Skadden Opens Law Office in Seoul: Business of Law

Skadden, Arps, Slate, Meagher & Flom LLP is opening a Seoul office, the firm’s 23rd worldwide and seventh in the Asia Pacific region.

“Skadden has a long history of advising a diverse range of Korean and international clients on Korea-related business matters and legal disputes,” executive partner Eric Friedman said in a statement. “The opening of our Seoul office enables us to deepen our ongoing commitment to the Korean market.”

Corporate lawyer H. Young Shin, a native Korean speaker who previously was in the firm’s New York office, will lead the Seoul office.

Shin’s transaction experience includes representation on behalf of Samsung SDS Co. and Samsung Networks Co. in the internal restructuring of their U.S. subsidiaries and Doosan Group in the 560 million-euro ($770 million) sale of its equity interest in OB Beer, according to his firm biography.

“Our Seoul office will provide seamless global legal services to clients by drawing upon the strength of the firm’s resources across the Asia Pacific region and around the world,” Shin said in a statment.


Christie Had No Advance Knowledge of Bridge Tie-Ups, Report Says

Chris Christie didn’t recall learning about bridge lane closings as they were occurring and, even if he was told, traffic jams aren’t “memorable” for New Jersey’s governor, according to lawyers working for his administration.

Former Deputy Chief of Staff Bridget Anne Kelly and David Wildstein, a former Christie ally at the agency that runs the George Washington Bridge, were responsible for the closings in the town of a mayor who didn’t endorse him, according to a report by a team from Gibson, Dunn & Crutcher LLP.

Christie, 51, “had no prior knowledge of this lane-closure idea,” Gibson Dunn attorney Randy Mastro told reporters yesterday in New York.

Mastro led a team from the law firm, which was hired by Christie’s administration in January to investigate why the governor’s aides and appointees ordered a shutdown of lanes leading to the bridge. The action snarled traffic in Fort Lee from Sept. 9 to 12. The firm is billing Christie’s administration $650 an hour.

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Securities Class-Action Settlement Dollars Increase in 2013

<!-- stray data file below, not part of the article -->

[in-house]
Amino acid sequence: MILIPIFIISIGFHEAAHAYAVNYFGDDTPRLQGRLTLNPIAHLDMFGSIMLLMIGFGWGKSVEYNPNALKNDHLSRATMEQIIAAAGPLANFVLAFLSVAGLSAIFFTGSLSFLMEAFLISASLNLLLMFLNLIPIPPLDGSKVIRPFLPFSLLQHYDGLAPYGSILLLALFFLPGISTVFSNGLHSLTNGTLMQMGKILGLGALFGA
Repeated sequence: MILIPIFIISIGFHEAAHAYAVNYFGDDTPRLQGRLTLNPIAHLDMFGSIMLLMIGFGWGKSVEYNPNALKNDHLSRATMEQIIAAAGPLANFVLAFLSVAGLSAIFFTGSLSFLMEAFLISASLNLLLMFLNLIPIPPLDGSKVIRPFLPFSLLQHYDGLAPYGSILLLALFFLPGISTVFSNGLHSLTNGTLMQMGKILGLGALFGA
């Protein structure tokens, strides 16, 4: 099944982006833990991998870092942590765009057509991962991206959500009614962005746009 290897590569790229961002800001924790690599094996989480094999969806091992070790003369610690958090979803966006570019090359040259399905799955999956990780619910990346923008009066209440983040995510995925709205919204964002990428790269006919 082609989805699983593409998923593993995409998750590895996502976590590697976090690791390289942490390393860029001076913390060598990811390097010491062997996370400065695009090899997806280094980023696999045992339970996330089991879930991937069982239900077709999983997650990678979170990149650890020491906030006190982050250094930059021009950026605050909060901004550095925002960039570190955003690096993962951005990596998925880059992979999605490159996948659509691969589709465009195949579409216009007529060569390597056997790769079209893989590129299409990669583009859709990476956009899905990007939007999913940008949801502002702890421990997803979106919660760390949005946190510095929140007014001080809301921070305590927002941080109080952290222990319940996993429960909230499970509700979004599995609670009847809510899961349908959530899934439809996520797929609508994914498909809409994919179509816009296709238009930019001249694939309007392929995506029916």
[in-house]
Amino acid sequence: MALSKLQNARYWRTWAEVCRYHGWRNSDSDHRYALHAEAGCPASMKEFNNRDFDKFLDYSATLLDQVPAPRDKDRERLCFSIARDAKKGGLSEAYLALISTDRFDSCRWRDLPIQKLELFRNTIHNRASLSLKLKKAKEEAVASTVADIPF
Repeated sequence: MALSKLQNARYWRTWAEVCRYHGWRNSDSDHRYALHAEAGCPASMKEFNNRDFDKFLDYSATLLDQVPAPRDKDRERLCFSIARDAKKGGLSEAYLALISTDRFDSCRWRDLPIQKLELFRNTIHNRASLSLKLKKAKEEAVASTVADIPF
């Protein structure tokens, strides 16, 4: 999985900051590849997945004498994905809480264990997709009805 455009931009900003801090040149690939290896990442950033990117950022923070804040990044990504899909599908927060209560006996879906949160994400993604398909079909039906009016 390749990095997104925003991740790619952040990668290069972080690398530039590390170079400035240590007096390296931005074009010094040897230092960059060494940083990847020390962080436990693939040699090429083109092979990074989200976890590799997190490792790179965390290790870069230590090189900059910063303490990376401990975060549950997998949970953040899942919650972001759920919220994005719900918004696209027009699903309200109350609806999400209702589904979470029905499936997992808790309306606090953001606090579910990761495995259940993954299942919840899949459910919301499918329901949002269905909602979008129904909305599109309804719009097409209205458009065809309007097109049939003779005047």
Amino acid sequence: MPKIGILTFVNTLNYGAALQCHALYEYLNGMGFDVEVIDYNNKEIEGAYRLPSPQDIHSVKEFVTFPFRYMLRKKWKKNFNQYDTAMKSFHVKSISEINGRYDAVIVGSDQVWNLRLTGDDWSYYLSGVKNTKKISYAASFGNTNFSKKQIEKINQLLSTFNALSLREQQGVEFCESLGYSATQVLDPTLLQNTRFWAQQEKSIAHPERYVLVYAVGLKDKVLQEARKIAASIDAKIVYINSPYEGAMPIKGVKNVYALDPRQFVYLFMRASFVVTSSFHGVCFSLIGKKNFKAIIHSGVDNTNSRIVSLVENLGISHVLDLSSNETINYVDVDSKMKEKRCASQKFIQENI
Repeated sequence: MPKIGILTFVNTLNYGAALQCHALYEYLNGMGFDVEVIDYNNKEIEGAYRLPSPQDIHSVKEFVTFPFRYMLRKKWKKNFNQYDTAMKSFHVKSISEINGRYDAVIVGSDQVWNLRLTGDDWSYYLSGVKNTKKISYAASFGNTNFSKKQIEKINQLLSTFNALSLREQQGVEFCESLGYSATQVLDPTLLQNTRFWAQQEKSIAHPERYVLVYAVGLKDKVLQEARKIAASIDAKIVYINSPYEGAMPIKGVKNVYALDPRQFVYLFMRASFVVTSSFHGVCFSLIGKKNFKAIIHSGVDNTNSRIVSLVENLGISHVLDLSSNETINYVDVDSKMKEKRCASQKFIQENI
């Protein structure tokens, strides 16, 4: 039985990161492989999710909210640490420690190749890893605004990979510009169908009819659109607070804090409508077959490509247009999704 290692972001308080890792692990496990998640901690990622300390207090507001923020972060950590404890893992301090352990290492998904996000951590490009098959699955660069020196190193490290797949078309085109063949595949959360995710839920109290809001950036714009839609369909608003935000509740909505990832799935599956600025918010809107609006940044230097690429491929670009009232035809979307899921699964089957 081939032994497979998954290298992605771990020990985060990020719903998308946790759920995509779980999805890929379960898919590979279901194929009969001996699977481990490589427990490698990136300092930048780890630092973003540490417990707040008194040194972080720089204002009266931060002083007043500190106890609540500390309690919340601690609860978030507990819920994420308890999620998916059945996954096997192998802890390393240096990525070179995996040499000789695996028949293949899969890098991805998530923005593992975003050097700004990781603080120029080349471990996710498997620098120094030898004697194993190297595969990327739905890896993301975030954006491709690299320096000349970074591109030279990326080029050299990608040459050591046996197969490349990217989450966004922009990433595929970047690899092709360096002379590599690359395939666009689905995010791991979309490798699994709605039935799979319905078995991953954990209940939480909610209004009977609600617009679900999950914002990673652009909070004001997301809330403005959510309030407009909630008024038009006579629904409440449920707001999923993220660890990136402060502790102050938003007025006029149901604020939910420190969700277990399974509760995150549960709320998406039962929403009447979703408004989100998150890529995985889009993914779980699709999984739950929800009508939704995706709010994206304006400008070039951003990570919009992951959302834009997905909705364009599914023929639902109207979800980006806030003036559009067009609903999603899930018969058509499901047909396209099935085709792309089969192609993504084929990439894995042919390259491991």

Securities class-action lawsuit settlements rose by 46 percent last year, according to a Cornerstone Research report.

“In 2013, total settlement dollars, at $4.8 billion, reached the highest level since 2007, driven by both the increase in the number of settlements overall, as well as the increase in extremely large settlements,” the report’s co-author, Laura Simmons, a senior adviser in Cornerstone Research’s Washington office, said in a statement. “The largest settlements in 2013 were associated either with pharmaceutical firms or financial institutions involved with subprime credit crisis allegations.”

There were 67 settlements in 2013, up from 57 in 2012. Six for $100 million or more accounted for 84 percent of the total.

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Bird & Bird Adds Competition Lawyer Bourtzalas in Brussels

Bird & Bird LLP appointed Efthymios Bourtzalas, previously of Ashurst LLP, as a partner in its European Union and competition group based in Brussels.

Bourtzalas has experience in cross-border work including merger control, restrictive agreements and cartels.

Real Estate Partner Joins Sheppard Mullin in Orange County

Scott Morehouse joined Sheppard, Mullin, Richter & Hampton LLP as a partner in the real estate, land use and environmental practice group in the firm’s Orange County, California, office. He joins from Greenberg Traurig LLP.

Employment Lawyer Duffour Joins Cohen & Gresser in Paris

Cohen & Gresser LLP announced that Angeline Duffour, previously of Dentons, joined the firm as a partner in the Paris office. Duffour’s practice focuses on employment and labor law.


Ex-Dewey Executive Cooperated With Vance Probe of Law Firm

Former Dewey & LeBoeuf LLP finance director Frank Canellas cooperated with a probe by Manhattan District Attorney Cyrus R. Vance Jr. into a “blatant” $200 million fraud that spurred the largest law firm bankruptcy in history, according to a plea agreement unsealed yesterday.

Canellas said in the agreement that he decided, along with ex-Chief Financial Officer Joel Sanders, “which appropriate and inappropriate accounting adjustments to make” to help Dewey meet its financial obligations once it became apparent the firm was failing. The partly redacted agreement, filed in New York State Supreme Court in Manhattan, called for Canellas to cooperate with the investigation. Sanders, ex-Chairman Steven Davis and Stephen DiCarmine, the former executive director, were accused this month in a 106-count indictment of using accounting gimmicks similar to those that sent top executives at WorldCom Inc. and Tyco International Ltd. to prison a decade ago. Vance’s office cited e-mails in which the men referred to “fake income,” “cooking the books” and “accounting tricks.”

Canellas, who wasn’t named in the indictment, agreed to plead guilty to grand larceny in the second degree, according to the agreement unsealed yesterday. The charge carries a maximum penalty of 15 years in prison. He also has been sued by the Securities and Exchange Commission.

His lawyer, Brian E. Maas of Frankfurt Kurnit Klein & Selz PC, declined to comment on the plea agreement in a phone interview. Lawyers for Sanders, Davis and DiCarmine have denied that their clients committed any crimes.

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